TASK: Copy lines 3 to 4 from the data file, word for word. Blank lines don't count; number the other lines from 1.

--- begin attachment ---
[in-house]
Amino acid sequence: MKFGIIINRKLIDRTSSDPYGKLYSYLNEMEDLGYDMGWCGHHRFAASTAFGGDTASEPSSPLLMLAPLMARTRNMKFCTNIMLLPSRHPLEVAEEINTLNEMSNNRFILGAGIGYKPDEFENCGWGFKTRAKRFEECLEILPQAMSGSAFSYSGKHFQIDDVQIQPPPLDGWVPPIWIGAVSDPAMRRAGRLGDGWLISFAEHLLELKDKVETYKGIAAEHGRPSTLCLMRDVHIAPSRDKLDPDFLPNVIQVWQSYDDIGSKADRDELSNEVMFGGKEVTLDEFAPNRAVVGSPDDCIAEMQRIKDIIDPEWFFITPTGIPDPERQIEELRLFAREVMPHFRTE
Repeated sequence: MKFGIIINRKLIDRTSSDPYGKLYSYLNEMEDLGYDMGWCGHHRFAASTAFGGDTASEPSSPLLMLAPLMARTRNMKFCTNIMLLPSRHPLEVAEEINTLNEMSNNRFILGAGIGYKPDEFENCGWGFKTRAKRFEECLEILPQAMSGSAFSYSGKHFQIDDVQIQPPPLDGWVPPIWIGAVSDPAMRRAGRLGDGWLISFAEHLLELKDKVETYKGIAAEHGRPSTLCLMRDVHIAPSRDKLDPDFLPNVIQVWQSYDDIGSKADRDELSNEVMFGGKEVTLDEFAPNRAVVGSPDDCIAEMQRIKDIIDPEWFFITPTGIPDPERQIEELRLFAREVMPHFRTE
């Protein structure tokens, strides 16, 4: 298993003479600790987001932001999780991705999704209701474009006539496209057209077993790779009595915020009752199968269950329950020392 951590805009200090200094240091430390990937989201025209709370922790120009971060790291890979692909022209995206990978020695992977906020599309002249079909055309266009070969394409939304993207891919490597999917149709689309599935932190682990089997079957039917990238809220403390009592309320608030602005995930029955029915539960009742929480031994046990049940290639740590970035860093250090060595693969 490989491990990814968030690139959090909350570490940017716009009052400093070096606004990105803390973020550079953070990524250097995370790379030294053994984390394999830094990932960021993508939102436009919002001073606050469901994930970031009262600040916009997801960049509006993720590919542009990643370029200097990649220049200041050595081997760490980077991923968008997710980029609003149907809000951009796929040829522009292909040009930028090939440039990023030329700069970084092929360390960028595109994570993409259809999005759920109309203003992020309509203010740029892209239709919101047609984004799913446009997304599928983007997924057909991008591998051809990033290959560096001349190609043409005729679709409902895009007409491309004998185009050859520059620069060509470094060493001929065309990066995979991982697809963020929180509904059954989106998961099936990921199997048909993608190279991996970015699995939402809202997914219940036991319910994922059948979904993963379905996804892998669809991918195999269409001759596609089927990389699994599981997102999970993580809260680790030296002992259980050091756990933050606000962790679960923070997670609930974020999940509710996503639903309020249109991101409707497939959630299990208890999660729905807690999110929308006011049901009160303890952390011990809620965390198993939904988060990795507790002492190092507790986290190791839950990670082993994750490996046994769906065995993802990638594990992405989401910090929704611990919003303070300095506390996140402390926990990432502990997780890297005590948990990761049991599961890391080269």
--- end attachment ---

Repeated sequence: MKFGIIINRKLIDRTSSDPYGKLYSYLNEMEDLGYDMGWCGHHRFAASTAFGGDTASEPSSPLLMLAPLMARTRNMKFCTNIMLLPSRHPLEVAEEINTLNEMSNNRFILGAGIGYKPDEFENCGWGFKTRAKRFEECLEILPQAMSGSAFSYSGKHFQIDDVQIQPPPLDGWVPPIWIGAVSDPAMRRAGRLGDGWLISFAEHLLELKDKVETYKGIAAEHGRPSTLCLMRDVHIAPSRDKLDPDFLPNVIQVWQSYDDIGSKADRDELSNEVMFGGKEVTLDEFAPNRAVVGSPDDCIAEMQRIKDIIDPEWFFITPTGIPDPERQIEELRLFAREVMPHFRTE
């Protein structure tokens, strides 16, 4: 298993003479600790987001932001999780991705999704209701474009006539496209057209077993790779009595915020009752199968269950329950020392 951590805009200090200094240091430390990937989201025209709370922790120009971060790291890979692909022209995206990978020695992977906020599309002249079909055309266009070969394409939304993207891919490597999917149709689309599935932190682990089997079957039917990238809220403390009592309320608030602005995930029955029915539960009742929480031994046990049940290639740590970035860093250090060595693969 490989491990990814968030690139959090909350570490940017716009009052400093070096606004990105803390973020550079953070990524250097995370790379030294053994984390394999830094990932960021993508939102436009919002001073606050469901994930970031009262600040916009997801960049509006993720590919542009990643370029200097990649220049200041050595081997760490980077991923968008997710980029609003149907809000951009796929040829522009292909040009930028090939440039990023030329700069970084092929360390960028595109994570993409259809999005759920109309203003992020309509203010740029892209239709919101047609984004799913446009997304599928983007997924057909991008591998051809990033290959560096001349190609043409005729679709409902895009007409491309004998185009050859520059620069060509470094060493001929065309990066995979991982697809963020929180509904059954989106998961099936990921199997048909993608190279991996970015699995939402809202997914219940036991319910994922059948979904993963379905996804892998669809991918195999269409001759596609089927990389699994599981997102999970993580809260680790030296002992259980050091756990933050606000962790679960923070997670609930974020999940509710996503639903309020249109991101409707497939959630299990208890999660729905807690999110929308006011049901009160303890952390011990809620965390198993939904988060990795507790002492190092507790986290190791839950990670082993994750490996046994769906065995993802990638594990992405989401910090929704611990919003303070300095506390996140402390926990990432502990997780890297005590948990990761049991599961890391080269």